Who’d caught the biggest marlin season after season these past ten years? Who was always the last one standing after more rum had been fetched? Who’d won the wrestling every single time since he’d turned thirteen?

It was the same guy in every case. He was chesty cousin Aurelia’s brother. His name was Demetrio. He had to be a warlock.


Back on the boat later on, Juno felt a lot more scared than she’d been outside the bar. She’d obviously looked in her crystal ball, and had seen uncle Aurelio holding an al fresco late-night clinic at some kind of bamboo-roofed counter on a square, and Isidora chatting loudly across an alley to her cousin Cristobella while they were both dumping their trash. She’d tracked down pretty much everyone she’d heard of in fact, but, though there sure was a lotta talk about him from men and women alike, she couldn’t flush out Demetrio, nor his sister, the buxom Aurelia. That had to confirm it.

She lay shaking on her big bunk in the bow. So this was the moment. Finally, a real warlock. And probably a witch into the bargain. LA seemed a long way away.


In the morning she was still afraid, though. Suddenly those years in California had fallen off her, and she felt like that girl in her bedroom in Vancouver again, fretting why it was that Magic folks seemed to avoid each other. Now she also wondered for the very first time why she’d never once come across another witch or warlock in LA, which otherwise attracted everyone under the sun. And then here there were two at a time! She so wanted to go to that island immediately, and so didn’t. There was no way she could stay away from the place, but it scared her witless to think it was a mere heartbeat away.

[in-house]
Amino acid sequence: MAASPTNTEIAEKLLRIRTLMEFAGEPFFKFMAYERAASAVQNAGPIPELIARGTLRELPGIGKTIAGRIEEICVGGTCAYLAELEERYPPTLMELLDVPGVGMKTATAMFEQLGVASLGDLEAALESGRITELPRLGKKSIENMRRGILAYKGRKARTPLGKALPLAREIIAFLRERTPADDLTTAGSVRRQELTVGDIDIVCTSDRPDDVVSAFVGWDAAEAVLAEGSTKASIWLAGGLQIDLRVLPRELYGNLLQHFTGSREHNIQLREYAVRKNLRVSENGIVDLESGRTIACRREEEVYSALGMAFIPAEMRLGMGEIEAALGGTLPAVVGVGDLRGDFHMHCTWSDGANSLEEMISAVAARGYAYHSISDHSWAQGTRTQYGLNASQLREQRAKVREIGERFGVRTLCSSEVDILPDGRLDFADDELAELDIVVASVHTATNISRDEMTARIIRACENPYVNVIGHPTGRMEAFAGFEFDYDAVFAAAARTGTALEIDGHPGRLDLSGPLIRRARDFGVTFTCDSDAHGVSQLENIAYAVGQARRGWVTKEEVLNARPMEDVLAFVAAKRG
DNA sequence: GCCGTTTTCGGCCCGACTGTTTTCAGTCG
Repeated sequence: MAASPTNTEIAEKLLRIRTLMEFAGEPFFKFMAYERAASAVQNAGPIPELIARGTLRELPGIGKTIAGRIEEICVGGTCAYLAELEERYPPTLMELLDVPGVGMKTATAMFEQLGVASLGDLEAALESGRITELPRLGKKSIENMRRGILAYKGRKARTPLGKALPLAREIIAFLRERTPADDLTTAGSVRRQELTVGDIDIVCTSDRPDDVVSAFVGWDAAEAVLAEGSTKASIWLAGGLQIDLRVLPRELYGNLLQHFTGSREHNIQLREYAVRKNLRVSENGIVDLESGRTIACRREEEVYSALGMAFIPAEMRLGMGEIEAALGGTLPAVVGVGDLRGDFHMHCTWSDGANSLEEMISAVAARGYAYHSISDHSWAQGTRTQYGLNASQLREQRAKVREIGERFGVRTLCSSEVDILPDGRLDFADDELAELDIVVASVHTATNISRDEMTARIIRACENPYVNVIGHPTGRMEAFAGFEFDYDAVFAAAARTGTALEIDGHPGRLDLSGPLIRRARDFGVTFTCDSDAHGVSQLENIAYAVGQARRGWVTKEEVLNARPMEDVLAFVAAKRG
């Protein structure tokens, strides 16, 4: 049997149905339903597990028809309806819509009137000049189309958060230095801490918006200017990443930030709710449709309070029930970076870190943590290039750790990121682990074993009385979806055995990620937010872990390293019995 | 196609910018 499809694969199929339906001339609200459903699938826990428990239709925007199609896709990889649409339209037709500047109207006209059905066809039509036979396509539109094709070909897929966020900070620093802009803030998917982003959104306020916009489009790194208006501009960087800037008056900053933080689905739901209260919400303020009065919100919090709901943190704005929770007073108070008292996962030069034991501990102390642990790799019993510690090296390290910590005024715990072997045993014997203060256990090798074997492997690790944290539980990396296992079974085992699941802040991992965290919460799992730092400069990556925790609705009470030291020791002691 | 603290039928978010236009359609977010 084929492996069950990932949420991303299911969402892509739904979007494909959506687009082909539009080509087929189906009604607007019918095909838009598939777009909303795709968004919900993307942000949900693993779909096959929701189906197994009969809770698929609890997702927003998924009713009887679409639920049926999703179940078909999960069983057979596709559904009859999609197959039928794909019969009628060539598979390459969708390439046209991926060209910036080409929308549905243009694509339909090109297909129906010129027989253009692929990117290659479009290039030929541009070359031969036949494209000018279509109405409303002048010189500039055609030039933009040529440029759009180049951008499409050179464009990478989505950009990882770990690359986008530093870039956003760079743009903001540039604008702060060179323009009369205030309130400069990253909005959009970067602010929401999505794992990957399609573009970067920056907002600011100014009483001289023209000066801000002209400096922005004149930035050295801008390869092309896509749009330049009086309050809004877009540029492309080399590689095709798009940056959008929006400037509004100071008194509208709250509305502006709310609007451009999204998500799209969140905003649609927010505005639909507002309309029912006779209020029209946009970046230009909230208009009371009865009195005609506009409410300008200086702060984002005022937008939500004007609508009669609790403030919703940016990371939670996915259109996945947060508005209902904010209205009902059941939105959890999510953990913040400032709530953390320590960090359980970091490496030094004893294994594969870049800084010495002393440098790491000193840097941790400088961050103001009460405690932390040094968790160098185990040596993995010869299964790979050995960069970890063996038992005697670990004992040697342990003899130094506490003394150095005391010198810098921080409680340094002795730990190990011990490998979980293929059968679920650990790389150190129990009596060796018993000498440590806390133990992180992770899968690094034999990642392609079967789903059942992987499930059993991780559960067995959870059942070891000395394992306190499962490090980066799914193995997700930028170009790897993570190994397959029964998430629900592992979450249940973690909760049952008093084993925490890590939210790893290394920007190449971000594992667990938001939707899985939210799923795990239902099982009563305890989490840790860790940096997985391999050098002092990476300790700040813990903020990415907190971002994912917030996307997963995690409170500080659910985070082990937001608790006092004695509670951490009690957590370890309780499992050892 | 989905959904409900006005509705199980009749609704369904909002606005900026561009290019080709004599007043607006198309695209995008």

Maybe that was the problem, she eventually figured. Maybe she oughta travel the proper way, to get used to the idea of arriving.

A short while later the Mayan sailed out of Key Largo towards the rising sun, with Juno at the bow big-eyed and jittery like an excitable mermaid.


Since it was Juno doing the traveling and not Jock it obviously ended up being only kind of proper. Ish. The trade winds were favourable, but not favourable enough. In the fastest journey ever undertaken by a sixty-foot wooden schooner it took her just ten days and nights of watching Demetrio’s village to cross the Atlantic, and on the last day of March, 1968 A.D., she stepped ashore at her destination.